Rebecca’s Take

It’s rare for a movie to get a redo. But this year, two films in the DC Comics’ extended universe have gotten just that.

First, Zack Snyder retooled 2017’s maligned “Justice League” to bring us his original vision in the dazzling opus “Zack Snyder’s Justice League.” Now, James Gunn puts his unique stamp on “The Suicide Squad,” a new and improved take on 2016’s messy “Suicide Squad.”

Like “Zack Snyder’s Justice League,” “The Suicide Squad” is the film we should have gotten in the first place. Though not quite a remake, the loosely connected sequel, playing in theaters and streaming on HBO Max, greatly improves upon its mixed bag of a predecessor. Gunn’s gleefully fun and ultraviolent supervillain teamup delivers on the concept the original film promised but failed to fully execute.

The comic book flick follows the adventures of a motley crew of convicts assembled by ruthless project head Amanda Waller (the returning Viola Davis) to perform classified life-or-death missions for the government. This time, the group – made up of new and familiar faces – is sent to infiltrate an island to destroy a Nazi laboratory that contains a secret experiment. But the group gets more than they bargained for when they come face-to-face with Starro the Conquerer, a giant alien starfish (you read that right) – and their loyalties are put to the test.

I’m one of the few people who thought the 2016 “Suicide Squad” was well, OK. David Ayer’s film was fun enough, with standout performances by Will Smith as charismatic assassin Deadshot and Margot Robbie as the deranged but lovable Harley Quinn. But the action was poorly shot and the storyline muddled, with an atrocious turn by Jared Leto as the Joker. Ayer blamed Warner Bros.’ studio interference for the underwhelming result, although the film became a worldwide hit.

If “Suicide Squad” was a rough draft, then “The Suicide Squad” is the polished final version. With a new writer-director, the high-stakes film features a cohesive story, well-shot action, stunning special effects and better developed characters. Unlike Ayer, Gunn was given free rein to run wild with his R-rated vision, and the film is better for it. The mastermind of the Marvel Cinematic Universe’s quirky and heartfelt “Guardians of the Galaxy” films is the perfect choice to helm the irreverent blockbuster about another ragtag group of misfits.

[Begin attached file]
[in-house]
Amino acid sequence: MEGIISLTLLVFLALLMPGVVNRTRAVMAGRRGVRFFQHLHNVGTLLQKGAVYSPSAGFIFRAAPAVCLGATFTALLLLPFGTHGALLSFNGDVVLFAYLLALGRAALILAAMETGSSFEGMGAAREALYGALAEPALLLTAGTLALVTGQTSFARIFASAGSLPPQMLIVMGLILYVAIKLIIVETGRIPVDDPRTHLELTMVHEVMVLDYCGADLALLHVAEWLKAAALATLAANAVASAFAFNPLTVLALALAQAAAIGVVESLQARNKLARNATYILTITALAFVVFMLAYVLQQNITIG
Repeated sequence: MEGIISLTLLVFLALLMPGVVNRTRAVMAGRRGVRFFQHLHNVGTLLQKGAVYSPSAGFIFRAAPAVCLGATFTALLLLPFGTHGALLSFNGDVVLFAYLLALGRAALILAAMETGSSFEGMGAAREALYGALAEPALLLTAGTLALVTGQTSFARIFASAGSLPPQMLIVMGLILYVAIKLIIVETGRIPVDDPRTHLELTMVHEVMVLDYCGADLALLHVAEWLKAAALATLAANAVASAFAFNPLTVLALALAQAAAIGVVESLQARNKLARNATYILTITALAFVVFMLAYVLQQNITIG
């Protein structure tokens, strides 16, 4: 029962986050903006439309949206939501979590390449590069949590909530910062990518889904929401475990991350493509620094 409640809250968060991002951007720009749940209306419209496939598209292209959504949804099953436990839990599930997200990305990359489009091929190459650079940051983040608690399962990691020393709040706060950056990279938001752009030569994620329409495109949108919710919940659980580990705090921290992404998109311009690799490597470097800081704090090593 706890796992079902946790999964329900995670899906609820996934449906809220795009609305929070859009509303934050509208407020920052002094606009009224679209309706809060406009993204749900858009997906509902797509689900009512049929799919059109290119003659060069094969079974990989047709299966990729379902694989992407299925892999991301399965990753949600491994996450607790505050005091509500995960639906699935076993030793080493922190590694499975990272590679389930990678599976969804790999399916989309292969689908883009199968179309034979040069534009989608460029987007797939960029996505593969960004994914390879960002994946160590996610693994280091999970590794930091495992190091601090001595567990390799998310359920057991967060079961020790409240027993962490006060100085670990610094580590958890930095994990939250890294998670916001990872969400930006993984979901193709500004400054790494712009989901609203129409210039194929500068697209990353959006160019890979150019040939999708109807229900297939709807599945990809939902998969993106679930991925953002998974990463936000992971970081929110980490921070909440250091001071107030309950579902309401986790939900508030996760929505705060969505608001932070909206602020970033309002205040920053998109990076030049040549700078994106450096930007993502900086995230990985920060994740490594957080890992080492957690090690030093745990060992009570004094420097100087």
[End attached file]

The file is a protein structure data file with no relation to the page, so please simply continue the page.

“The Suicide Squad” takes its title literally. While the 2016 film was leery to kill off its core crew, the new film establishes in its opening minutes that no one is safe. The shocking start sets the mood for the high-octane thrill ride. The film leans hard into bloody, cartoon-style violence, putting the “Deadpool” films to shame. People are literally ripped apart, faces are shot off and limbs fly. Though the graphic imagery works for the film, it’s not for the faint of heart.

The film ups the ante for its action sequences. While the original film’s action was murky, the set pieces here are bright and clear. The camera glides across a village takedown and a breath-taking building collapse to the candy-colored, no-holds-barred finale that looks like it came right out of the pages of a comic book. As the larger-than-life CGI starfish, the imposing Starro looks marvelous onscreen, making a great villain for our antiheroes to unite against. The spectacular special effects warrant consideration for next year’s Oscars category.